If a prize could be awarded for
rhythmic longevity, it would undoubtedly go to Lenka Oulehlova. In her 9-year
gymnastics career, the former Czech champion has competed in an unprecedented
seven World Championships, five European Championships, three Olympic Games, one
Universiade, and almost countless Grand Prix events.
Born June 14, 1973, Oulehlova
trained at the CITY Morevska Slavia Brno club under coach Zdenka Schinzelova.
The tall blonde began gymnastics relatively late, at 10 years old, but trained
more than 30 hours per week as an elite athlete. Her hard work paid off quickly,
and Oulehlova was instrumental in raising the profile of the former
Czechloslovakia, which, after early rhythmic success, had fallen into a
decades-long slump. A green, 14-year-old Oulehlova debuted with a 30th-place
finish at the 1987 World Championships. In 1988, she jumped several notches,
finishing 22nd at both the European Championships and Olympic Games. But the
lovely stylist first made a splash in 1989, when she placed 12th at the World
Championships and qualified to event finals with rope.
At the 1990 European Championships,
Oulehlova had an error-ridden preliminary competition, but still managed to
climb to 10th place. She continued with solid work through 1991, finishing 5th
at the Schmiden International, 10th at the European Cup Final, and 16th at World
A handful of silver and bronze
medals at the 1992 Medico Cup kicked off Oulehlova's second Olympic quest. After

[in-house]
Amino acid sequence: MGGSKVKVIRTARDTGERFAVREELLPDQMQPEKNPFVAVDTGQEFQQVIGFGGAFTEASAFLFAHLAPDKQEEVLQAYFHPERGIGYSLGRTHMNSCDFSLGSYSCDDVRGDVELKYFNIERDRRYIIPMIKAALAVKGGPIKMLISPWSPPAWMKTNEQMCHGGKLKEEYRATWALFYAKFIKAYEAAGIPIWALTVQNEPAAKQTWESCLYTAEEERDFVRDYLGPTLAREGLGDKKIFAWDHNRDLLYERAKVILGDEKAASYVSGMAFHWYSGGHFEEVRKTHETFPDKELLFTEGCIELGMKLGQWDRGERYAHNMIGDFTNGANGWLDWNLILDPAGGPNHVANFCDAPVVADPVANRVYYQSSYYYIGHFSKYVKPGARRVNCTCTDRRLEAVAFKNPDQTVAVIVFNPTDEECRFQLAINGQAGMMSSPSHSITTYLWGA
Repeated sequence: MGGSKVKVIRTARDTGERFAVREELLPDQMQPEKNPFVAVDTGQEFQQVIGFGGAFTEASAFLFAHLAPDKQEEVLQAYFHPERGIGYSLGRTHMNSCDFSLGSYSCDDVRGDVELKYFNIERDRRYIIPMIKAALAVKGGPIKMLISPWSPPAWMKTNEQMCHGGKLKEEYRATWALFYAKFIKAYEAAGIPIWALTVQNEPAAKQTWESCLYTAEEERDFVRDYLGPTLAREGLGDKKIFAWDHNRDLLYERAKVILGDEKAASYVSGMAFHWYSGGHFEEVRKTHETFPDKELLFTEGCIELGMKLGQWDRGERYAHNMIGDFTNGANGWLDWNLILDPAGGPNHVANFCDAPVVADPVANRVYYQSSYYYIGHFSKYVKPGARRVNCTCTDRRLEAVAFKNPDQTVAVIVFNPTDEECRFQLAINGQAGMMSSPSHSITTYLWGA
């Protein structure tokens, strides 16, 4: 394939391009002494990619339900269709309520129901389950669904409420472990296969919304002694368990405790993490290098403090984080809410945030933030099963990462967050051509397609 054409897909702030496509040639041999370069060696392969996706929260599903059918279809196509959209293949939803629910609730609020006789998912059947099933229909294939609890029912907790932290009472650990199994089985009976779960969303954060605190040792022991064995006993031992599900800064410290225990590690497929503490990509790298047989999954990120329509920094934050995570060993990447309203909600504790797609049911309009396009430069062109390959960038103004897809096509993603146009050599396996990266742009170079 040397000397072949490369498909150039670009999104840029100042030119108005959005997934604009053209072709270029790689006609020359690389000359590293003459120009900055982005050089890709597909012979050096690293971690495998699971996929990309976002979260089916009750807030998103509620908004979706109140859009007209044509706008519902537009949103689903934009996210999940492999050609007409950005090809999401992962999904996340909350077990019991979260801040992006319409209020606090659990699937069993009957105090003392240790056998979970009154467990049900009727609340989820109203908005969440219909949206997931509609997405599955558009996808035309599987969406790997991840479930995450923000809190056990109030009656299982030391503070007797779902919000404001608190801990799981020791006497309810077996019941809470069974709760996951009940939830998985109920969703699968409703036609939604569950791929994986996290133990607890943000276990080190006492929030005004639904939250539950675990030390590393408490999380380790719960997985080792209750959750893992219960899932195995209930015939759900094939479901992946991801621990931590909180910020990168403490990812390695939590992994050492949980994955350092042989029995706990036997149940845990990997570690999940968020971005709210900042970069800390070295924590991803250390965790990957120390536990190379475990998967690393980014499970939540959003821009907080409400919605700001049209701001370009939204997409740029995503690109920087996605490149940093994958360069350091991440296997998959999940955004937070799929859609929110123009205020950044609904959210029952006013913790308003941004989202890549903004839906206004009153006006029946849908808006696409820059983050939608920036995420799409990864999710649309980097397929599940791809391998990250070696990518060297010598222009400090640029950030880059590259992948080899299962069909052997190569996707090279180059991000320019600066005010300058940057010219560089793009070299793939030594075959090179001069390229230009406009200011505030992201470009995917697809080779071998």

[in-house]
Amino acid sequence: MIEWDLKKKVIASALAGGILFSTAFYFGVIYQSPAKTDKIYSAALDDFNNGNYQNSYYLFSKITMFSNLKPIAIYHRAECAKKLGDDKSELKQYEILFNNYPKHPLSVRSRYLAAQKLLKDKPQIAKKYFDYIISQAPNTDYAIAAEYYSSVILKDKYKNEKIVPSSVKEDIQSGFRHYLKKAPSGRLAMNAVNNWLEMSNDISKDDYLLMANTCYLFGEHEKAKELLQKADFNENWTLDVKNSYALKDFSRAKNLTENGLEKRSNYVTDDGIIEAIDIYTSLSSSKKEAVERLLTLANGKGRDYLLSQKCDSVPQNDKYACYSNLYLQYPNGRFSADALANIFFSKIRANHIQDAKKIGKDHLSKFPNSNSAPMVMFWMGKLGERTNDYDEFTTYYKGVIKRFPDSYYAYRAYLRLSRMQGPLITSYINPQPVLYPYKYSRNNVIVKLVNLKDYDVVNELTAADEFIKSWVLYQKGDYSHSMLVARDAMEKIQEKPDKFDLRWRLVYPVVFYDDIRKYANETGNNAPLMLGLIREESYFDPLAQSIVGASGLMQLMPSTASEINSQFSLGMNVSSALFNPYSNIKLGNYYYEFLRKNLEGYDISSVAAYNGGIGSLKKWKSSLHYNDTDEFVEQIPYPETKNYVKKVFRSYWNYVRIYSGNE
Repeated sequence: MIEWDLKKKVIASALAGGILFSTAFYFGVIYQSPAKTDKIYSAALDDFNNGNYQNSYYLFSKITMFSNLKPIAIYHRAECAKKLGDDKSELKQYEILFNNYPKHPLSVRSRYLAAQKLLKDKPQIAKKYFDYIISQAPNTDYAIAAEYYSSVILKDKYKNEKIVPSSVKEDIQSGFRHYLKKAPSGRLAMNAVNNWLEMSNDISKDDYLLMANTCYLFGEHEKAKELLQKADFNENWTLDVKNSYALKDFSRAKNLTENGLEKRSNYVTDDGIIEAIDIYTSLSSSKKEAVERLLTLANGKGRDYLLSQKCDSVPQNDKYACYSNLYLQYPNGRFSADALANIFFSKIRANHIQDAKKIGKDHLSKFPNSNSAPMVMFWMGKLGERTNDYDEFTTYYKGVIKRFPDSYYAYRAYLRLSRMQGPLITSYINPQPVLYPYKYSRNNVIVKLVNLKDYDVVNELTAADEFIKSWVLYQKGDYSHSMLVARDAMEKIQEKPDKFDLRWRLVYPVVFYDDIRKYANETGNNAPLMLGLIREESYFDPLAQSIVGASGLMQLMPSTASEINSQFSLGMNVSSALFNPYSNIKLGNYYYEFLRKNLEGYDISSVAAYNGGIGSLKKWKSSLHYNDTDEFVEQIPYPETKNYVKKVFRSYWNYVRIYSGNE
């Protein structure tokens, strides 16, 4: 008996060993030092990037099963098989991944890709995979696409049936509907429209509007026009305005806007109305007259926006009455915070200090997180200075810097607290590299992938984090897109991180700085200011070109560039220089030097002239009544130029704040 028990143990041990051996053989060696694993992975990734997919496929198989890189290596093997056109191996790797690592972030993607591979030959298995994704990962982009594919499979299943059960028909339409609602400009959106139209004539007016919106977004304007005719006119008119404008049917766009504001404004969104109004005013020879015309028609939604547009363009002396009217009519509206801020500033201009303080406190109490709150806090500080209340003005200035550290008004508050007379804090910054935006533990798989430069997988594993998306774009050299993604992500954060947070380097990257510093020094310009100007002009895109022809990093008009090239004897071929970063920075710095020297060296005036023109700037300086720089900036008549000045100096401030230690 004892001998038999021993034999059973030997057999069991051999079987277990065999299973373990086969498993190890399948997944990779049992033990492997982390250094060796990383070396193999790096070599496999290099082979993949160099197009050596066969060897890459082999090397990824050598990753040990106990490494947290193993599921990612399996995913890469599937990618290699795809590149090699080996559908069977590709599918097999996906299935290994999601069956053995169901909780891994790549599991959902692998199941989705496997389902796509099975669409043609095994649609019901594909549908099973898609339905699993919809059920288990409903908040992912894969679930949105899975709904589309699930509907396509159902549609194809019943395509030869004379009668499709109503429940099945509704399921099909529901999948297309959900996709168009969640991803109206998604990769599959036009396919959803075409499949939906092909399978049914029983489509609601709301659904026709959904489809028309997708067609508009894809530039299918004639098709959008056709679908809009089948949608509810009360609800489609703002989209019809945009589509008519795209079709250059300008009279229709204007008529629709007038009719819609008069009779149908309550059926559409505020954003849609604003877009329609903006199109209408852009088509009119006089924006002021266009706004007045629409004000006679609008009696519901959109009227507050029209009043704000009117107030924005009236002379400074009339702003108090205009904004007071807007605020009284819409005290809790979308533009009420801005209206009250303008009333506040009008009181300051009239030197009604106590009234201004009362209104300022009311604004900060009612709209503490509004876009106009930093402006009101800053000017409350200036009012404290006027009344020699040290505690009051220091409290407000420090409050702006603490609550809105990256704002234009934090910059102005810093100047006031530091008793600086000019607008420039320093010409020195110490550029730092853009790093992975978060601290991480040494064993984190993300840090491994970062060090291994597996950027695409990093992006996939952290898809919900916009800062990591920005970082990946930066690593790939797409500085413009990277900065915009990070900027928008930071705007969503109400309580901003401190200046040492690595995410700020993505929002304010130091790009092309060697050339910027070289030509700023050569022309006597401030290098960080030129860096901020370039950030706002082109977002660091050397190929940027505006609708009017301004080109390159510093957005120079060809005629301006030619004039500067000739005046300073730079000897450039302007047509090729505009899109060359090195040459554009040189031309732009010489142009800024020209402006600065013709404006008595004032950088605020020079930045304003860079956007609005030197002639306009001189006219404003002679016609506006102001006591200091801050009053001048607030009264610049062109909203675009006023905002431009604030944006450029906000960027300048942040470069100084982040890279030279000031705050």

a 16th-place finish at European Championships, she fought her way to 8th
position at the 1992 Olympics. Oulehlova took 9th at the World Championships one
month later, and qualified to two event finals.
Despite an increasingly young and
talented field and the breakup of her country, Oulehlova managed to hold her own
in 1993. Competing for the Czech Republic, she was 12th at the European Cup
Final, 6th at Gymnastics Masters, 14th at Corbeil, and 18th at World
Championships. In 1994, the stately gymnast counted two more consistent showings
-- a familiar 16th at European Championships, and 13th at World Championships.
She also grabbed the all-around silver at the Czech Cup that same year.
In 1995, the "ancient"
22-year-old earned a cache of silvers at the Koop Cup, then firmly established
herself in 8th at the World University Games, where she also won a bronze with
clubs. She dropped to 30th at the 1995 World Championships, but was a welcome
mature presence throughout the competition. After finishing 2nd at the San
Francisco Invitational in 1996, Oulehlova impressed for 7th at the DTB Cup and
14th at Corbeil. She was a strong 12th at European Championships, as well. At
her third Olympic Games -- a record for a rhythmic gymnast -- the veteran
performed a bit shakily and just missed the cut to finals. She finished 22nd,
the same position in which she finished at her first Olympics eight years
Oulehlova completed the competitive
season -- and an exceptional career -- with a bronze-medal win at the 1996
Gymnastics Masters and 7th place at the Grand Prix Final. But after an amazing
13 years in the sport, Oulehlova finally decided to retire.
Oulehlova was a gymnast with an
understated yet elegant style. Her body and apparatus technique were classically
Eastern European, but she exhibited a modern flair in both her music choices and
choreography. Her best apparatus was ball, where she demonstrated a wonderful
light touch and a symbiotic relationship with the apparatus.
Lenka Oulehlova did not leave
rhythmic behind after her retirement. She now manages and coaches at her own
club in Prague, Czech Republic, where she trains young National Team hopefuls.
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